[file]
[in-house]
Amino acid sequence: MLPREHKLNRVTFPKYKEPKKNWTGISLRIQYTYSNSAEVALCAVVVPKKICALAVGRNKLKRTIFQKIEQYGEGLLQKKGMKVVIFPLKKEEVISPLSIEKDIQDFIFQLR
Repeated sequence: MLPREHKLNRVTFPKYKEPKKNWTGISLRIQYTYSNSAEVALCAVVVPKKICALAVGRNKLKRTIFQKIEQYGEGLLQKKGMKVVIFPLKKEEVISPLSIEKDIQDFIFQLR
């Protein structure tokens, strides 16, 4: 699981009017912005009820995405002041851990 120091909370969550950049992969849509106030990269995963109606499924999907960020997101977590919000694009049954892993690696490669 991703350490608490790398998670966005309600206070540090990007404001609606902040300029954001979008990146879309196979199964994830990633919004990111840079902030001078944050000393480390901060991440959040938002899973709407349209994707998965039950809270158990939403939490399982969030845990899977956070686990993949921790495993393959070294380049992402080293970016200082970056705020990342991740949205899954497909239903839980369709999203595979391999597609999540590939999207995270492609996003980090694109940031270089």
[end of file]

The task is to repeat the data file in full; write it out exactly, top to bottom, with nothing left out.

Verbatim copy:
[in-house]
Amino acid sequence: MLPREHKLNRVTFPKYKEPKKNWTGISLRIQYTYSNSAEVALCAVVVPKKICALAVGRNKLKRTIFQKIEQYGEGLLQKKGMKVVIFPLKKEEVISPLSIEKDIQDFIFQLR
Repeated sequence: MLPREHKLNRVTFPKYKEPKKNWTGISLRIQYTYSNSAEVALCAVVVPKKICALAVGRNKLKRTIFQKIEQYGEGLLQKKGMKVVIFPLKKEEVISPLSIEKDIQDFIFQLR
């Protein structure tokens, strides 16, 4: 699981009017912005009820995405002041851990 120091909370969550950049992969849509106030990269995963109606499924999907960020997101977590919000694009049954892993690696490669 991703350490608490790398998670966005309600206070540090990007404001609606902040300029954001979008990146879309196979199964994830990633919004990111840079902030001078944050000393480390901060991440959040938002899973709407349209994707998965039950809270158990939403939490399982969030845990899977956070686990993949921790495993393959070294380049992402080293970016200082970056705020990342991740949205899954497909239903839980369709999203595979391999597609999540590939999207995270492609996003980090694109940031270089």